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Inequality and Economic Development in Brazil

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Abstract

This study addresses three questions : why do inequalities matter for Brazil's development? Why does Brazil occupy a position of very high inequality in the international community? And, What should public policy do about it? Excessive income inequality is unfair, and undesirable on ethical grounds, and can bring adverse effects on economic growth, health outcomes, social cohesion, and crime. Brazil's excessive income inequality is associated to regressive public transfers, less equitable distribution of education, and higher wage differentials. It is thus suggested that Brazil's strategy to fight inequality should focus on four areas that are good for reducing inequality, good for reducing poverty, and good for increasing efficiency, competitiveness, and growth: raising the level, and reducing the inequities of educational attainment, reducing the wage skill premium of post-secondary education, reallocating public expenditure away from excessive, and regressive transfers, and taking advantage of the opportunity to implement an indirect tax reform, that can reduce the inequity of indirect taxation. Despite the absence of explicit tradeoffs between equity, and efficiency, these policies do not benefit everyone, and they do involve inevitable political choices.

Suggested Citation

  • World Bank, 2004. "Inequality and Economic Development in Brazil," World Bank Publications, The World Bank, number 14913, October.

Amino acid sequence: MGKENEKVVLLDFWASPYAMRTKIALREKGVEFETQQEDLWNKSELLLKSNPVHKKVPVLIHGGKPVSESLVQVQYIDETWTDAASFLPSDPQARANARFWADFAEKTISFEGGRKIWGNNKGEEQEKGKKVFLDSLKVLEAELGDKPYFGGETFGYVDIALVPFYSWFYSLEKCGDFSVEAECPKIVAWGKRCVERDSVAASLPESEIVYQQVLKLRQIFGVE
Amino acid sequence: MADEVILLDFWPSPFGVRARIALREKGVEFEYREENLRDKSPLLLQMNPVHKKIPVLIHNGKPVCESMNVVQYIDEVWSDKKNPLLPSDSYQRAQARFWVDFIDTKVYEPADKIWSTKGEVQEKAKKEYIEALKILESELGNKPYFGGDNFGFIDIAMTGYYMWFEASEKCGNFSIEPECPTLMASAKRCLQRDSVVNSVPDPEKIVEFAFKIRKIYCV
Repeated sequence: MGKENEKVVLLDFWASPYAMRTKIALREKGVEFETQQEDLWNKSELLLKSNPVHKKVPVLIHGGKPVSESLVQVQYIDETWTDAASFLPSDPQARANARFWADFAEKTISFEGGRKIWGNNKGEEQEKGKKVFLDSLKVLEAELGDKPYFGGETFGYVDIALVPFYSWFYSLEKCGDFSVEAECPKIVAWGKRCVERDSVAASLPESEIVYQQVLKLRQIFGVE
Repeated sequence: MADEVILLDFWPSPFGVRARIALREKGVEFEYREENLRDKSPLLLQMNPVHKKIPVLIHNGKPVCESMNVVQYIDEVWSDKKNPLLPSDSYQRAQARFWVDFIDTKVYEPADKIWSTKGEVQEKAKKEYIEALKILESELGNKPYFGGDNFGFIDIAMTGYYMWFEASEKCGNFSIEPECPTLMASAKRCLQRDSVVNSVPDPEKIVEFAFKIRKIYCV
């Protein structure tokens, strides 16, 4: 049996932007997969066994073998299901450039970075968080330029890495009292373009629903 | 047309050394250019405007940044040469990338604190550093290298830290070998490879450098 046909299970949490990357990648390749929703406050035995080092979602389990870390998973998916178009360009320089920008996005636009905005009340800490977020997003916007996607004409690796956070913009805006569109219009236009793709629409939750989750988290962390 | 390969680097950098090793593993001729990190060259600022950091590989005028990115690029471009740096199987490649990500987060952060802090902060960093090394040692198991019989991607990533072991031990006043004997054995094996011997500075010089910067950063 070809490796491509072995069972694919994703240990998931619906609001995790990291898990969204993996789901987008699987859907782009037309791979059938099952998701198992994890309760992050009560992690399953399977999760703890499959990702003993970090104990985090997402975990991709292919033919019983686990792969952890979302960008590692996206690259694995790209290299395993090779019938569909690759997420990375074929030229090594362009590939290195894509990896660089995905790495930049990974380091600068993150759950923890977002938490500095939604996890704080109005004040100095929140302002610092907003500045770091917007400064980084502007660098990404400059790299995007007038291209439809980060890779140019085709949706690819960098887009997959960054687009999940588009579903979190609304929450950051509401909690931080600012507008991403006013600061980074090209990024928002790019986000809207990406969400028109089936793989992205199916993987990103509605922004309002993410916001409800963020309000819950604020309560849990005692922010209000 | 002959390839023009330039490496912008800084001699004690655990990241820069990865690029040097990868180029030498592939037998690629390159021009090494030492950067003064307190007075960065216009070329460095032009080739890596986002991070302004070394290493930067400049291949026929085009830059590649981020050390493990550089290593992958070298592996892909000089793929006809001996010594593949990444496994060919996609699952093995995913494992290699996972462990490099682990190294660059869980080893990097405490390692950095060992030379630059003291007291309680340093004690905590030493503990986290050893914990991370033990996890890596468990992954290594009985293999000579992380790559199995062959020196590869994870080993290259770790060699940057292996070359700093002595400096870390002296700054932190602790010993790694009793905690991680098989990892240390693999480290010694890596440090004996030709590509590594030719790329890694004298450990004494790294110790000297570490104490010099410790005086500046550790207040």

• Handle: RePEc:wbk:wbpubs:14913
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    File URL: https://openknowledge.worldbank.org/bitstream/handle/10986/14913/301140PAPER0Inequality0Brazil.pdf?sequence=1
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    References listed on IDEAS

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    3. Marcelo Neri & José Márcio Camargo, 1999. "Distributive effects of Brazilian structural reforms," Textos para discussão 406, Department of Economics PUC-Rio (Brazil).
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    7. Fiess, Norbert M. & Verner, Dorte, 2004. "The dynamics of poverty and its determinants - the case of the Northeast of Brazil and its states," Policy Research Working Paper Series 3259, The World Bank.
    8. Robbins, Donald & Gindling, T H, 1999. "Trade Liberalization and the Relative Wages for More-Skilled Workers in Costa Rica," Review of Development Economics, Wiley Blackwell, vol. 3(2), pages 140-154, June.
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    11. Mauricio SANTAMARÍA SALAMANCA, 2001. "External Trade, Skill, Technology and the recent increase of income inequality in Colombia," Archivos de Economía 002705, Departamento Nacional de Planeación.
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    Citations

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    Cited by:

    1. Perlman, Janice E., 2007. "Globalization and the Urban Poor," WIDER Working Paper Series 076, World Institute for Development Economic Research (UNU-WIDER).
    2. Machado, Fabiana, 2011. "Does Inequality breed Altruism or Selfishness? Gauging Individuals’ Predispositions Towards Redistributive Schemes," MPRA Paper 35664, University Library of Munich, Germany.
    3. repec:asg:wpaper:1029 is not listed on IDEAS
    4. Fabio Clementi & Francesco Schettino, 2013. "Income polarization in Brazil, 2001-2011: A distributional analysis using PNAD data," Economics Bulletin, AccessEcon, vol. 33(3), pages 1796-1815.
    5. Faguet, Jean-Paul & Shami, Mahvish, 2008. "Fiscal policy and spatial inequality in Latin America and beyond," LSE Research Online Documents on Economics 27162, London School of Economics and Political Science, LSE Library.
    6. Raul M. Silveira-Neto & Carlos R. Azzoni, 2012. "Social Policy As Regional Policy: Market And Nonmarket Factors Determining Regional Inequality," Journal of Regional Science, Wiley Blackwell, vol. 52(3), pages 433-450, August.
    7. Eduardo Wiesner, 2008. "The Political Economy of Macroeconomic Policy Reform in Latin America," Books, Edward Elgar Publishing, number 12913, December.

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